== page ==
Finally, the energy crisis has already begun to cause signs of deep economic downward pressure, trending toward recession. To counteract the effects of a pending recession, the government must continue to focus on strengthening the social safety net and preparing for job losses through a work program in critical sectors. 

The actions taken by the German government thus far have allayed the worst fears about the German winter. But leaders should not fall to a false sense of security. The winter will be hard, and inaction can make it worse. If the German government does not continue to intervene, the results could be a disaster brought on by free market forces to a state that could not provide for itself. The Scholz government will likely survive the winter, with his Ampel partners huddled alongside. Even with declining popular support, the steadiness of the coalition gives it power that can translate into lasting policy. Should the government continue to produce popular policies and fix its perception problem, the Social Democrats, the Greens, and the Free Democrats stand to become known as the successful navigators of one of the worst political crises in Germany since the Cold War. As such, the goal of the Ampel government should be to expect a difficult winter while preventing a freeze.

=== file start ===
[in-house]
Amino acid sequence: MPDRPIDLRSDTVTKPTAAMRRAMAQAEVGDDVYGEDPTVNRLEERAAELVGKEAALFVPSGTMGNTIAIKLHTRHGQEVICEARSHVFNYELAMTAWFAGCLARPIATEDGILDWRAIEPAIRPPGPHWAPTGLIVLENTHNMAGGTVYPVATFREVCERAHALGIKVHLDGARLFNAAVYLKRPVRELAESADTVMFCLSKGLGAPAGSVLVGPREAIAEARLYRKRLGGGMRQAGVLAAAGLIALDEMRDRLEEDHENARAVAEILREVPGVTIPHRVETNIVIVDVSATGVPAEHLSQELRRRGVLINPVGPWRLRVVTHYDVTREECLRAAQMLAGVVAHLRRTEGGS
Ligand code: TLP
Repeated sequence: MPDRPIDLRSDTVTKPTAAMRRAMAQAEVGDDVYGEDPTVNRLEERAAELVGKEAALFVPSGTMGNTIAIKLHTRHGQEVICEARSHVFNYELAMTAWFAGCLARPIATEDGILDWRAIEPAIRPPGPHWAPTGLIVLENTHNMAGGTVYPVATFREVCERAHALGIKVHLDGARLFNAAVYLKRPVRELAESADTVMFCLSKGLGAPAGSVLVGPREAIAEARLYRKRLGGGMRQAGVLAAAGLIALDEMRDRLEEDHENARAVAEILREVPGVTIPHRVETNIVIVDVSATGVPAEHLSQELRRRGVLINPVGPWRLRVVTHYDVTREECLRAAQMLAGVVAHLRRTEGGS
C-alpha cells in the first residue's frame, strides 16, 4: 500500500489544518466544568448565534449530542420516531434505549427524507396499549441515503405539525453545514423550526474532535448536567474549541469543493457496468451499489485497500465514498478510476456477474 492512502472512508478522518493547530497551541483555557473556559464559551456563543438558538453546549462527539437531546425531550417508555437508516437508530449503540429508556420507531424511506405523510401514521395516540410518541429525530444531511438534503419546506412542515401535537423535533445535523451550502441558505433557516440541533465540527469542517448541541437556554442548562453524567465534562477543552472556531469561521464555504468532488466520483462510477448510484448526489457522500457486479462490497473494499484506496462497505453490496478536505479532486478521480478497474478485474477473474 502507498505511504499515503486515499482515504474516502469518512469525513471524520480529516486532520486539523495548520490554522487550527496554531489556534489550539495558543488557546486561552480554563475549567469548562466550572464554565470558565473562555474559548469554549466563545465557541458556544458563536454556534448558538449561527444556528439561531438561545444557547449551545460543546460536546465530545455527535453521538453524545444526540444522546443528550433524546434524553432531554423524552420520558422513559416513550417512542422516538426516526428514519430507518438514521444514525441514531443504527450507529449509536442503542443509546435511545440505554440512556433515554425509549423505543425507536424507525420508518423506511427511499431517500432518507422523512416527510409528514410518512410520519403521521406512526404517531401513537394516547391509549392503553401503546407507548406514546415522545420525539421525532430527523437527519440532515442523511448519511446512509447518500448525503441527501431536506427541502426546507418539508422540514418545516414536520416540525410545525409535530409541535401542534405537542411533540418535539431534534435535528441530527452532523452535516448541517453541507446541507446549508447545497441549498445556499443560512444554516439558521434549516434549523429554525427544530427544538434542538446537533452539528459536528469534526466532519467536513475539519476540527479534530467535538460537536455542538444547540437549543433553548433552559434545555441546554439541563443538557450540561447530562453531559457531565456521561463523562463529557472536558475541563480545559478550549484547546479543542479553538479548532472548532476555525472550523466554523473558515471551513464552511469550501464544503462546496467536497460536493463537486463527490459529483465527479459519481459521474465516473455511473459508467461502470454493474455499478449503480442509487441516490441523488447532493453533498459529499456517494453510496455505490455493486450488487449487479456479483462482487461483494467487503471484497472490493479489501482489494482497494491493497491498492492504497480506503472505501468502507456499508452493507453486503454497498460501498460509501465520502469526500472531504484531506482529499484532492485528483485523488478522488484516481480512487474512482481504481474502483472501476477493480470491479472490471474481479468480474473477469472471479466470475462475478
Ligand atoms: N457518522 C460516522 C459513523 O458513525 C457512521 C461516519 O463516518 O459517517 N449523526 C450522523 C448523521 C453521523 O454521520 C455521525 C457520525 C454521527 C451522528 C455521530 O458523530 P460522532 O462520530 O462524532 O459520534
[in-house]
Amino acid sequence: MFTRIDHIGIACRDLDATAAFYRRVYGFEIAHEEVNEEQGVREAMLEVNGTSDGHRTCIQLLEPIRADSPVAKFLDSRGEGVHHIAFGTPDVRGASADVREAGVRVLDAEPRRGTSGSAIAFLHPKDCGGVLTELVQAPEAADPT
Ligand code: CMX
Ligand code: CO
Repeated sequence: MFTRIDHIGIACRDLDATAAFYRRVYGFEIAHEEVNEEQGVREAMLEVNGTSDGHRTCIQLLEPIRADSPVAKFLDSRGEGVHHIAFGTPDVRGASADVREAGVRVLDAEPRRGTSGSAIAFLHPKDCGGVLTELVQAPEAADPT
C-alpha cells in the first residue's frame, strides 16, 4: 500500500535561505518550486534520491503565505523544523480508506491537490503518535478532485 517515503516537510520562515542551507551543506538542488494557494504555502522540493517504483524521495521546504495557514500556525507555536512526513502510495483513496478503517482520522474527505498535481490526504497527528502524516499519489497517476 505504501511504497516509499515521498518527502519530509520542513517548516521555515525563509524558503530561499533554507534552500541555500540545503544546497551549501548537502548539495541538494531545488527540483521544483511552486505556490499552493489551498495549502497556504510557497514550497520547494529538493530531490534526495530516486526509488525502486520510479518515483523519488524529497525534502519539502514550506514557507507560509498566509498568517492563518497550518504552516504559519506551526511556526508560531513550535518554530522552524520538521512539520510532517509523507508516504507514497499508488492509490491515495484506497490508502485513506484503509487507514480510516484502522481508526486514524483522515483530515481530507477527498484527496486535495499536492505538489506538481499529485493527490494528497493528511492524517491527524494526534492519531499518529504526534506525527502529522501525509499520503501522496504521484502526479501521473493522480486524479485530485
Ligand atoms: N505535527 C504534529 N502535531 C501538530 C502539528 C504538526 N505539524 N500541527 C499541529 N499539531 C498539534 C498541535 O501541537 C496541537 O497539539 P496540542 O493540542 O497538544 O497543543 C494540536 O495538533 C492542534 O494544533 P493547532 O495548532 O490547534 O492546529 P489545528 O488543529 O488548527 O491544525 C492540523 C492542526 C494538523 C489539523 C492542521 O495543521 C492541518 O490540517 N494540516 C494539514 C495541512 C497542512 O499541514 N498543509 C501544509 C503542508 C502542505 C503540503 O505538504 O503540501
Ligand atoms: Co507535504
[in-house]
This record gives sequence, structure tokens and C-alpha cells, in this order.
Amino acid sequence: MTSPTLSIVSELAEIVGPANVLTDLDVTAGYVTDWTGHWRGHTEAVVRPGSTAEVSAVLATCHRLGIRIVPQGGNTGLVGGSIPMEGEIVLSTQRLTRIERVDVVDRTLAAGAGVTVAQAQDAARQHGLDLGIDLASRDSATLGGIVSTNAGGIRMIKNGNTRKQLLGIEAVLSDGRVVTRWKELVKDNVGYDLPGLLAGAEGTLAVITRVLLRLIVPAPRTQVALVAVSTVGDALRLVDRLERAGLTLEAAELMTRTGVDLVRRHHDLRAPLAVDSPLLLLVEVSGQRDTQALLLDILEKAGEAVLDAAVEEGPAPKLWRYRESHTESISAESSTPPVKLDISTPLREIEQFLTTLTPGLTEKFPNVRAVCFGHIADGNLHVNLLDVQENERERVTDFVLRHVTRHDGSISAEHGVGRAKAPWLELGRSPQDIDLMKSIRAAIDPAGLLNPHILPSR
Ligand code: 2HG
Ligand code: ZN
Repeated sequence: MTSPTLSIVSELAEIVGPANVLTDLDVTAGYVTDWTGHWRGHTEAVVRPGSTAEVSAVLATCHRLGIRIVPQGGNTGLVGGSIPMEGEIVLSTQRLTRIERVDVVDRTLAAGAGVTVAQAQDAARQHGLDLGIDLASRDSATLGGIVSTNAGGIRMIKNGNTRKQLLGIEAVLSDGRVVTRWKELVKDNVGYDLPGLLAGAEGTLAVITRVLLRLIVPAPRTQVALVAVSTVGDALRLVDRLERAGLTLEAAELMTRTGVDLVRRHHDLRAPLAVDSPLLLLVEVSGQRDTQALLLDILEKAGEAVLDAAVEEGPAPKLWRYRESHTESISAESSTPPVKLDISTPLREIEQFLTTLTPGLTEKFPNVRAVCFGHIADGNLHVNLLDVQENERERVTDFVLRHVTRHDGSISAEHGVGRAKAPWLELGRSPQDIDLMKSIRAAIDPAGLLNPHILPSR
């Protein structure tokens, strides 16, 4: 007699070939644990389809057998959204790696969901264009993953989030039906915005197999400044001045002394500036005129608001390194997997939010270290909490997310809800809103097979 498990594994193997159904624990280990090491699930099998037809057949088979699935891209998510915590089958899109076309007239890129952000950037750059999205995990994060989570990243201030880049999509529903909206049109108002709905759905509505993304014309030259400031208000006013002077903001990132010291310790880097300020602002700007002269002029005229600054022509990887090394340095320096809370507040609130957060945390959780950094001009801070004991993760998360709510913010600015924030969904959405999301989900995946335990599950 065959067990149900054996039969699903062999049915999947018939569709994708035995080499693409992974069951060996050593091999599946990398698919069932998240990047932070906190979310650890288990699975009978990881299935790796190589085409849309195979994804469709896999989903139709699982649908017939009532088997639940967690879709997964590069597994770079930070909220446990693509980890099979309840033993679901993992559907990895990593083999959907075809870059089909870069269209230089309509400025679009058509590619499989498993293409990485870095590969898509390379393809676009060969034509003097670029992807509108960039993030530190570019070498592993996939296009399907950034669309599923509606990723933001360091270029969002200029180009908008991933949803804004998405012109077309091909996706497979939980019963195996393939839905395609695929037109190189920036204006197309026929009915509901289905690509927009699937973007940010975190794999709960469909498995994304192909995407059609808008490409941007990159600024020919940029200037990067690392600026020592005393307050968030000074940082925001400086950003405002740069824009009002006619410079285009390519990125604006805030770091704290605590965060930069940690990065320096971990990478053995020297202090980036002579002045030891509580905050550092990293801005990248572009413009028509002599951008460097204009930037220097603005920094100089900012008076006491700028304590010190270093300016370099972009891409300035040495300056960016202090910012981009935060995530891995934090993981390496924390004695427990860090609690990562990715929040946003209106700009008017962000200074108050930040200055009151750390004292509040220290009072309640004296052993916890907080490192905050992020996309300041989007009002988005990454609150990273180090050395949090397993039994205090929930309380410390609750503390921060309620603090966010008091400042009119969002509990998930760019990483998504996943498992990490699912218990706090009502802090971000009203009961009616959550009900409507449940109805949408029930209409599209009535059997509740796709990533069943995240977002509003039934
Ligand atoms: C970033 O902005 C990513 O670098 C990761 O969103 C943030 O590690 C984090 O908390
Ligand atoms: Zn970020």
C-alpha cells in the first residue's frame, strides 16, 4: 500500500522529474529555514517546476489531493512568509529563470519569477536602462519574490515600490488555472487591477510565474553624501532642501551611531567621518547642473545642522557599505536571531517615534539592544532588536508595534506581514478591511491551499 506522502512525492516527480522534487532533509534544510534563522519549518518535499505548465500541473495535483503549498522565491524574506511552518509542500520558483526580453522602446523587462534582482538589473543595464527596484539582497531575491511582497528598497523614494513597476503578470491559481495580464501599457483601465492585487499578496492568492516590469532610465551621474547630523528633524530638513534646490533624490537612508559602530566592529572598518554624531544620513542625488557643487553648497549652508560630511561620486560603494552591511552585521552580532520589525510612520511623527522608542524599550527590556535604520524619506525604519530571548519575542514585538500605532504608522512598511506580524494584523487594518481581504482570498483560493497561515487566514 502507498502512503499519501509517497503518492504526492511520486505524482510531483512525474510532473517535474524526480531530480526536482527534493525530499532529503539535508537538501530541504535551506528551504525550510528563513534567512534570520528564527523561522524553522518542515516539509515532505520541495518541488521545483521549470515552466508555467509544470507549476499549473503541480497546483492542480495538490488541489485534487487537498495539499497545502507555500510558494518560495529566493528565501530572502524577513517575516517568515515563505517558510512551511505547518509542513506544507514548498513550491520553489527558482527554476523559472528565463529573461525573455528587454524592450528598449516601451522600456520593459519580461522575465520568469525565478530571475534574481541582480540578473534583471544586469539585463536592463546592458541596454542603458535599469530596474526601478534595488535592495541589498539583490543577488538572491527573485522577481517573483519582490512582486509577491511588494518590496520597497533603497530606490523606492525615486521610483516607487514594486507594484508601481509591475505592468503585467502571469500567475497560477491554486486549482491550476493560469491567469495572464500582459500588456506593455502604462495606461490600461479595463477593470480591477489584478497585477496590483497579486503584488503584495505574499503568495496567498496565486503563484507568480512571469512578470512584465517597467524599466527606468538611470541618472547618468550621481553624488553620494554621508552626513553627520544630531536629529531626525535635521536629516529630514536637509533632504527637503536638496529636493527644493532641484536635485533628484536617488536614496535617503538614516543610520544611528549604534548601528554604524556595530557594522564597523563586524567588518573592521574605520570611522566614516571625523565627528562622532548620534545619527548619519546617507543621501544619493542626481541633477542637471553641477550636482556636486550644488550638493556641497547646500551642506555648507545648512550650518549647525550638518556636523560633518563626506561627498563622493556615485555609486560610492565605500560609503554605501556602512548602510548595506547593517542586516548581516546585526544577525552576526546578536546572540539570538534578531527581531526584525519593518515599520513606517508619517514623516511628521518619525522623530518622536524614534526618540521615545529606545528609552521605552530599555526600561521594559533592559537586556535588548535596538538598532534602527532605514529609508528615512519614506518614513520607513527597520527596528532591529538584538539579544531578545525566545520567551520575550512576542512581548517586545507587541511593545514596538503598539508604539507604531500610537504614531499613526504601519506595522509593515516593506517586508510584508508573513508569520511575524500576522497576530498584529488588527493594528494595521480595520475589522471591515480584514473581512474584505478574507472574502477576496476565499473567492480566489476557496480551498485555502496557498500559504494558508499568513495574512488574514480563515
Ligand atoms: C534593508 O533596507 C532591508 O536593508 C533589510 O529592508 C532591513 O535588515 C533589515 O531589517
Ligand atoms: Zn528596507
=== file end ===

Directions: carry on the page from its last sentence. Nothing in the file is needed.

Robert Hankins is a former Fulbright Scholar to Germany, Blount Fellow at the University of Alabama, and current FSA Scholar on behalf of the German Federal Office of Education and Culture. He is currently pursuing his Master of Arts in International Relations at American University, where he was the recipient of the Dean’s Scholarship of Leadership for his work on democratization and good governance in his home state of Alabama. His current academic interests include the history of global international relations theory, democratization, and global governance, with a regional concentration in Western and Central Europe.  

The views expressed in this article are those of the author and not an official policy or position of the New Lines Institute. 

Energy, European Union, Ukraine